Vail music: 7 questions with Tony Furtado
Vail, CO Colorado
VAIL, Colorado – For the first time, slide guitarist and banjo wizard Tony Furtado will perform a solo gig at Samana Lounge in Val, Colorado Wednesday.
“Tony is an impressive performer and just a wonderful person who has been working the national scene tirelessly,” said Scott Stoughton of Samana Lounge. “He always brings 100 percent to the crowd and never gets stale due to his diverse styles.”
The multi-talented Furtado took the time to answer a few questions for the Vail Daily.
Vail Daily: Your song “The Bawds of Euphony” is from a Wallace Stevens poem. Tell me what poem it’s from, what the poem is about and why you decided to name the song that?
Tony Furtado: Well, actually it’s only the title that is from the poem … the poem is called “Thirteen Ways of Looking at a Blackbird.” I have no idea what the poem’s about, I’ve read it a bunch and it’s a gorgeous poem with many layers, and it’s one of those poems that’s been analyzed by many poetry classes and poets but all I know is I see something different every time I read it, and I think that’s what poetry is supposed to do. Anyway, one of the stanzas talks about the “Bawds of Euphony,” and every time I’d read that, it just sounded like a great name for a banjo tune! It’s that simple.
VD: Your latest release is called “Deep Water.” When did that come out? How does it differ from your previous albums?
TF: It came out last January. It’s different in that I wrote every song on it. Some of it is a bit more stripped down, some of it’s rocking. I play all the guitars and banjos, Sean (Slade) played some keys and bass and the engineer played a little drums. I guess I was inspired a bit by Elliot Smith and Bon Iver for this … focussing on just playing the parts myself. The songs were written quick, in the couple months before the session.
VD: What was it like working with producing Sean Slade, whose worked with notable bands like Radiohead and The Pixies?
TF: Very cool! He has great ideas and knows how to get through a project with a tight budget … like this one. He knew what to do to get the songs down quick and to get them sounding like me. And he knew how to say no when I was begging to fix things that didn’t need to be fixed.
VD: I really like your version of Tom Petty’s “Running Down a Dream.” Is Tom Petty one of your influences?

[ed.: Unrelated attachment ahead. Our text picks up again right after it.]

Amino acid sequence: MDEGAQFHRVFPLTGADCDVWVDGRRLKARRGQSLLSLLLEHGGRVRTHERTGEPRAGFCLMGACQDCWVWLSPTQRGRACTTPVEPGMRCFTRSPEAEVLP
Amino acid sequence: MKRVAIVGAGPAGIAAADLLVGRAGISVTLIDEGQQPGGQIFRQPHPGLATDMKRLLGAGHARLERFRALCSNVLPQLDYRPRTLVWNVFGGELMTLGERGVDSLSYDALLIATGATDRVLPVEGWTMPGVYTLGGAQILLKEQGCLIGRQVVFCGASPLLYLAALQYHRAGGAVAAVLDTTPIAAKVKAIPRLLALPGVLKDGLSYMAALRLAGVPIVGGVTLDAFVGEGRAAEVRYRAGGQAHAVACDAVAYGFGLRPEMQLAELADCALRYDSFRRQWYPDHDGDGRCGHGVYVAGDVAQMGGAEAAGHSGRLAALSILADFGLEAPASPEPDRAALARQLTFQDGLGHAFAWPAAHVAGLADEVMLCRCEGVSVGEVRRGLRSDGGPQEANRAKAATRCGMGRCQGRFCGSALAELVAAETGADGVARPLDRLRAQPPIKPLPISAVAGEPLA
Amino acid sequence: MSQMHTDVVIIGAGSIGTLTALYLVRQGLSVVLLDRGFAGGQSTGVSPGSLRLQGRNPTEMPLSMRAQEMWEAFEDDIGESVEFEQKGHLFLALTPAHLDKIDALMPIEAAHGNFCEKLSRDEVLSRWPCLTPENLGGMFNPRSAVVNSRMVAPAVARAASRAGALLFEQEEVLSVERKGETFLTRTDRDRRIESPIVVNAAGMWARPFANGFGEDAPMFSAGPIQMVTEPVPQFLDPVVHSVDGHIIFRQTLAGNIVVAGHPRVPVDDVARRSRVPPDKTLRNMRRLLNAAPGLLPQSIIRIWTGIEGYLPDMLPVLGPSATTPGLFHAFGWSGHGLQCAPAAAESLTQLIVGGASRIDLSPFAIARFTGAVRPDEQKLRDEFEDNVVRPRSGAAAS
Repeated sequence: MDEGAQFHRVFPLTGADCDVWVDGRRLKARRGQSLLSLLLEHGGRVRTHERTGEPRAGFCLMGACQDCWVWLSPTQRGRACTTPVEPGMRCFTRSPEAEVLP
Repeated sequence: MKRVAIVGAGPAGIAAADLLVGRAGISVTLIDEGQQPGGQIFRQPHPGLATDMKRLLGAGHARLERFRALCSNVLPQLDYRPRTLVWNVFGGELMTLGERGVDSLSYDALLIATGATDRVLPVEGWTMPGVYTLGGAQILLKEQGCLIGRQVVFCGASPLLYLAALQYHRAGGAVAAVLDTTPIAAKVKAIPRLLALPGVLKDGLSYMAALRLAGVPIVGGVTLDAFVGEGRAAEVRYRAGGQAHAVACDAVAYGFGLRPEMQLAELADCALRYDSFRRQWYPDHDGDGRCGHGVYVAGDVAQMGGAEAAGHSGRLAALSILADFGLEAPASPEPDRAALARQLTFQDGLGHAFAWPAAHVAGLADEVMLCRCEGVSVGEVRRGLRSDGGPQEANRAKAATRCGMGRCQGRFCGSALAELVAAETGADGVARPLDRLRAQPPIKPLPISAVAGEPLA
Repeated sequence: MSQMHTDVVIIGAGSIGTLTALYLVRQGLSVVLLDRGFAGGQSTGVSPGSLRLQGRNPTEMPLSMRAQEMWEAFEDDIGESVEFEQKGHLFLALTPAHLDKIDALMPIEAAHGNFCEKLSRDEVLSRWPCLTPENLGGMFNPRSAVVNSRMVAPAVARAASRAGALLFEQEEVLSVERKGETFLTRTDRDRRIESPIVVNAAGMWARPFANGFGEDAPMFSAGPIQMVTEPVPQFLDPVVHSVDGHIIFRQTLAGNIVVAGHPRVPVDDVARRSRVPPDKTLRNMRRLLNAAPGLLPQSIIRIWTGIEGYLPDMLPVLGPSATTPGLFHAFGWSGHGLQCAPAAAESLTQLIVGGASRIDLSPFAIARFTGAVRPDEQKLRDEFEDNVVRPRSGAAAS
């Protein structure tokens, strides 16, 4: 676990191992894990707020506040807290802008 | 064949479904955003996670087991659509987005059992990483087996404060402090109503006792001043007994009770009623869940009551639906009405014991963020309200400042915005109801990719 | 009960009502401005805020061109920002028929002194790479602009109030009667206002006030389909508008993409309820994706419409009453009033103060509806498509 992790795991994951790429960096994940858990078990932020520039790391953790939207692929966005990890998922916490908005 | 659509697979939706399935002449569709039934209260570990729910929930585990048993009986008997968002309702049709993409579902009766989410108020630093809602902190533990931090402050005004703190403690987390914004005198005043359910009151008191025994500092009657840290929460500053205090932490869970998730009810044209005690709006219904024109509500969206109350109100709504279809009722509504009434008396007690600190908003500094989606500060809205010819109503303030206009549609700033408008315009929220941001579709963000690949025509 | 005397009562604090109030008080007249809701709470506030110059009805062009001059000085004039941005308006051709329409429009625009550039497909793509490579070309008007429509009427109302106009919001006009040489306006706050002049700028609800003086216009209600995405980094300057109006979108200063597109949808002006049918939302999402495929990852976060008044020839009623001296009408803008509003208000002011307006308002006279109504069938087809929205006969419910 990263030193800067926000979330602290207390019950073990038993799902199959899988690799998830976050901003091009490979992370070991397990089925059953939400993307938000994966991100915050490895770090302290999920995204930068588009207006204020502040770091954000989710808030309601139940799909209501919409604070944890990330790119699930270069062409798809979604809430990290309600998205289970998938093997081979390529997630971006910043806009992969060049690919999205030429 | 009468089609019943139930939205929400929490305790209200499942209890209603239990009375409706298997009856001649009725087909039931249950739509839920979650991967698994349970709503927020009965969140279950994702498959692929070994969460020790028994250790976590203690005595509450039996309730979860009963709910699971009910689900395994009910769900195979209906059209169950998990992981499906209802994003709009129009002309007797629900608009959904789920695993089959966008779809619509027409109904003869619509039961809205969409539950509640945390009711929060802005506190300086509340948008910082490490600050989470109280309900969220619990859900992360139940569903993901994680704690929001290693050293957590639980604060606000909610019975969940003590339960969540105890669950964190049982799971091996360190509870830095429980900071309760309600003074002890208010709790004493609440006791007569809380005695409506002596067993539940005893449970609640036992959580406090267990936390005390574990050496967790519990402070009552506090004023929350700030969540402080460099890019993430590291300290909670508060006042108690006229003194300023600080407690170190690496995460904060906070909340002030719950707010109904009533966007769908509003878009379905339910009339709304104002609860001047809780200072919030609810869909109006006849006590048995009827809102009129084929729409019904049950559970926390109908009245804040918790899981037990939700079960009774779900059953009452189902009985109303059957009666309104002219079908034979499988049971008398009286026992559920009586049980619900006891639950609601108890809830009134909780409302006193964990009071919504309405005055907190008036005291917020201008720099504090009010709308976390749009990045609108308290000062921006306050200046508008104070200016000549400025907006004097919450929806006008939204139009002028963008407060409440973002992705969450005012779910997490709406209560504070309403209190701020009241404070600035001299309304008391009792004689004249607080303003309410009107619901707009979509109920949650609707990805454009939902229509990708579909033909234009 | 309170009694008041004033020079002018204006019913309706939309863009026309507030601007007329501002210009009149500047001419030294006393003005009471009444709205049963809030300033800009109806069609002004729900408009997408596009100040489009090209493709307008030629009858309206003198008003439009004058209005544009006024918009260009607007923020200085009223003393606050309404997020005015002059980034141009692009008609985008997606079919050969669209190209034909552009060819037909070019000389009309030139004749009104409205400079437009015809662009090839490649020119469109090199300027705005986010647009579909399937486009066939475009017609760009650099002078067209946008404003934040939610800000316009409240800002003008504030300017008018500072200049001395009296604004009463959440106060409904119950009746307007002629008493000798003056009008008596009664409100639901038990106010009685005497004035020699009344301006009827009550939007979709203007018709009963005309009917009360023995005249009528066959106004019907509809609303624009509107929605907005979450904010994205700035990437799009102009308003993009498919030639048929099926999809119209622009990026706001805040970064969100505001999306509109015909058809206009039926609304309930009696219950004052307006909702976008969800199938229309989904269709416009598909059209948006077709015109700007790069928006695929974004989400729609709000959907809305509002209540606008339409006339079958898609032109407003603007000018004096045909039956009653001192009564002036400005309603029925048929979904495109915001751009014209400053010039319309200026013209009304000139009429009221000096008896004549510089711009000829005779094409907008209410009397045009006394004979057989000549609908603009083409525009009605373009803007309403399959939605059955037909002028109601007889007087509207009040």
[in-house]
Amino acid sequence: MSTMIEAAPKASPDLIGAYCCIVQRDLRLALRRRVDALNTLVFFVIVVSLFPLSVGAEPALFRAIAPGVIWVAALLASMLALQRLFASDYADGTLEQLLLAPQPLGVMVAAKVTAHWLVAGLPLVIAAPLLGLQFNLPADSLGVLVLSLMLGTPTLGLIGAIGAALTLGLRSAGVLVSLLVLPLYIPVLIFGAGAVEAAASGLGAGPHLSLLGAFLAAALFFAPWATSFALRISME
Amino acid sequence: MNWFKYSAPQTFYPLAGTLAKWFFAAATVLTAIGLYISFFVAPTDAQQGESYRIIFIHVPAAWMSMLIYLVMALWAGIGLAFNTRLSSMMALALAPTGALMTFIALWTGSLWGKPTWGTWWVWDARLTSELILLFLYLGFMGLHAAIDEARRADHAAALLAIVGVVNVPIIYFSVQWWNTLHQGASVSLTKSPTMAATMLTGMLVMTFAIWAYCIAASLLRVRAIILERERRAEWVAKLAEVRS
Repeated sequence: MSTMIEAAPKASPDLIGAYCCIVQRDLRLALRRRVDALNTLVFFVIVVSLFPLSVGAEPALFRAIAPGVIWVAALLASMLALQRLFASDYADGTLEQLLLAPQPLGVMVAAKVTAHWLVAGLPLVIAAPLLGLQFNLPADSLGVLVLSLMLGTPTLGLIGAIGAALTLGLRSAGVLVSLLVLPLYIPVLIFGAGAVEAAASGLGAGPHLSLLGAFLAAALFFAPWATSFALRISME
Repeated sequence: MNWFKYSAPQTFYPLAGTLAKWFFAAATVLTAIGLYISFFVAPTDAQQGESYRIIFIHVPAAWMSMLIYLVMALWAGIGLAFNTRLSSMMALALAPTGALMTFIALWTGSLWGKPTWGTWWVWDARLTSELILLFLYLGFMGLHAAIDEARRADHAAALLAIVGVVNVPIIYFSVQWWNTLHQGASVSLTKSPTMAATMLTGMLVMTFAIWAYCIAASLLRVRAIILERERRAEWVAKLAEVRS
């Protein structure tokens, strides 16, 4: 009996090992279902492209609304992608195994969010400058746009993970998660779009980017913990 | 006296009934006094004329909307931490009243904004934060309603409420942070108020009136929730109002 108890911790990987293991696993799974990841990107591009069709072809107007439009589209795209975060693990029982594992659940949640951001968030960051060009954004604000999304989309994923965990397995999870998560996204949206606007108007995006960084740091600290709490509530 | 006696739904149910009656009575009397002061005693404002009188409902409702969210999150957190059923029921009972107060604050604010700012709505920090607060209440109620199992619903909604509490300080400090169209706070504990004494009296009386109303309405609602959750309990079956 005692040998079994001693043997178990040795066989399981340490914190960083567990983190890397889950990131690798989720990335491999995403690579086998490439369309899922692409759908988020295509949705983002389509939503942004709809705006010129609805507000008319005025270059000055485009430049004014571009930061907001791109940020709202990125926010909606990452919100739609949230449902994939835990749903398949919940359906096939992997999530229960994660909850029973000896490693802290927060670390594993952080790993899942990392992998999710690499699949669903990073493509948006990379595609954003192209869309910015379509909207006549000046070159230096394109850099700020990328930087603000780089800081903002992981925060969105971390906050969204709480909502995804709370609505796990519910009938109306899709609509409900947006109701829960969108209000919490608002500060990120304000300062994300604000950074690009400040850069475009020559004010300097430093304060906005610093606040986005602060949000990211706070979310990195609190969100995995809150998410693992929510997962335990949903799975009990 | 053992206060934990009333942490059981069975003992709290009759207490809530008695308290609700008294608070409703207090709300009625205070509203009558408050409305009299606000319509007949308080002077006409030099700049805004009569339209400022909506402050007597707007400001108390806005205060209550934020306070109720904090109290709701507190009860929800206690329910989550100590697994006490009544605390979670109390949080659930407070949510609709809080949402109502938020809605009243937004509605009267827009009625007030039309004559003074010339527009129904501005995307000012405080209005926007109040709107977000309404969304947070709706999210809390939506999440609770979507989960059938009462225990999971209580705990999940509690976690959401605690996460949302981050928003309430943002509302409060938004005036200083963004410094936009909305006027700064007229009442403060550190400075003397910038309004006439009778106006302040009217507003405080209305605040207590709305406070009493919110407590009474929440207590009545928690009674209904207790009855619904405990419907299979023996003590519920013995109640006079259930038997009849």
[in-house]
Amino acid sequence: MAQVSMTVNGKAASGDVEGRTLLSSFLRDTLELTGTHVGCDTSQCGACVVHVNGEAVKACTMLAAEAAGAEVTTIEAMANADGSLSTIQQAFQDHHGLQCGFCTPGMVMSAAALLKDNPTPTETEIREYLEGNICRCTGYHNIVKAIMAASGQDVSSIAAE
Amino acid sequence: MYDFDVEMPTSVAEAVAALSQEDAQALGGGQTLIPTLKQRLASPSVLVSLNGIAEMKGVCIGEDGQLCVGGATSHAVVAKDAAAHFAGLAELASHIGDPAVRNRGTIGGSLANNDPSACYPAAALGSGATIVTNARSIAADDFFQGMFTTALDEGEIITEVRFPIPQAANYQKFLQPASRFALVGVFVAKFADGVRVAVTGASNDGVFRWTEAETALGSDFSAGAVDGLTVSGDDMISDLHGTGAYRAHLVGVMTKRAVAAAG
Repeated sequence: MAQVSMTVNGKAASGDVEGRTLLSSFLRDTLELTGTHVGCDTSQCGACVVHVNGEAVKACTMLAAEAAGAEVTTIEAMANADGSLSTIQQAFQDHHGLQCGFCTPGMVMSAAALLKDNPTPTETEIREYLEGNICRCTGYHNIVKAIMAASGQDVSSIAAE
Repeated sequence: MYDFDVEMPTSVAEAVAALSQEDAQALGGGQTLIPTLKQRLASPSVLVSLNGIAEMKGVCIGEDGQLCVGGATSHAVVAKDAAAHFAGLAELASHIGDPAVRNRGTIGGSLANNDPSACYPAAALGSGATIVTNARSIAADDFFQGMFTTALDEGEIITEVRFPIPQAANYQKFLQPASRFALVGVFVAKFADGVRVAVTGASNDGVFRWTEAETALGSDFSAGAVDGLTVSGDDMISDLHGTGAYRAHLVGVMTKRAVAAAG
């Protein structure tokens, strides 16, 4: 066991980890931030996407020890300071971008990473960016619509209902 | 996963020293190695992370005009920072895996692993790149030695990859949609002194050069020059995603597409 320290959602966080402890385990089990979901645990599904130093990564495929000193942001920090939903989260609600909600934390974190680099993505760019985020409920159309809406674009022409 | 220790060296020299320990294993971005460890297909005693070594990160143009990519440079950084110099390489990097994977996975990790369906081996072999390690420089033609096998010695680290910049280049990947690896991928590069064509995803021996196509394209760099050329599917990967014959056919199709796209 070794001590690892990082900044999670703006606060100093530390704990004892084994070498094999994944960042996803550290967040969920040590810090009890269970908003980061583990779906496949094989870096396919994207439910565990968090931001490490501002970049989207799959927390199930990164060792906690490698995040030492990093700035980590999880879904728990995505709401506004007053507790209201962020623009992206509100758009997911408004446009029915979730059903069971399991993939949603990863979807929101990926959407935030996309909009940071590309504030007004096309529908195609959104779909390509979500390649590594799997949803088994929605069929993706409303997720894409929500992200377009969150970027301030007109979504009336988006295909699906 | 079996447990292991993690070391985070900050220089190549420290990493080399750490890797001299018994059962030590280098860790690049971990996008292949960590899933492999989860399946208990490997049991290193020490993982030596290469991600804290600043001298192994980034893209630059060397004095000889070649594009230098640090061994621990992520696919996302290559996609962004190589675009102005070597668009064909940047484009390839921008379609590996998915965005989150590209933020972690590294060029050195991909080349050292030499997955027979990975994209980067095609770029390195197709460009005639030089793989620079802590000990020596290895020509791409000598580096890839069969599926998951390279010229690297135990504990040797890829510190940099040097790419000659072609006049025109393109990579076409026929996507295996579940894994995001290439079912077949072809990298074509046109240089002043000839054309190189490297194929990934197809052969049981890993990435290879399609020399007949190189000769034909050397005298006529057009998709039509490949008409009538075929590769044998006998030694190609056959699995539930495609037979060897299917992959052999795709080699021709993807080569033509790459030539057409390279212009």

TF: I’d say so. I have memories of sitting in front of the TV practicing my banjo, watching MTV when MTV had music in the ’80s, and every time Tom Petty would come on, I was a bit more interested. (I) always loved that song and finally decided to work it up in my own way.
VD: I heard you use empty wine bottles to make your own slides for the guitar. Is that true?
TF: Yes. Cheaper than buying ’em made. I taught myself how to do it years ago … and now I even sell them with little booklets and pouches at the shows.
VD: You started playing the banjo at age 12. Why the banjo?
TF: It’s a long story, but briefly I grew up in the Bay Area, and public schools back then required us to take an intro to music class. In that class we had to do a report on a musical intrument and make one from household items. I immediately got to work in my head, thinking I’d make a banjo out of a pie tin, some paper, a stick, rubber bands for frets and fishing string. I got an A and learned that the banjo had a pretty interesting history and there were a lot of different types of music that used it. I begged my folks for a banjo for my 12th birthday. I got one and have been fascinated by the instrument ever since.
VD: I heard this is your first solo gig at Samana Lounge. What can people expect?
TF: A lot of good energy! A guy rockin’ as hard as he can with just a guitar and a banjo, his voice and a couple guitar pedals. I’ll be doing some of the newer stuff and a lot of the older stuff. If people have never heard me before, the general vibe would be Taj Mahal/Ry Cooder/Bela Fleck I guess?
High Life Editor Caramie Schnell can be reached at 970-748-2984 or firstname.lastname@example.org.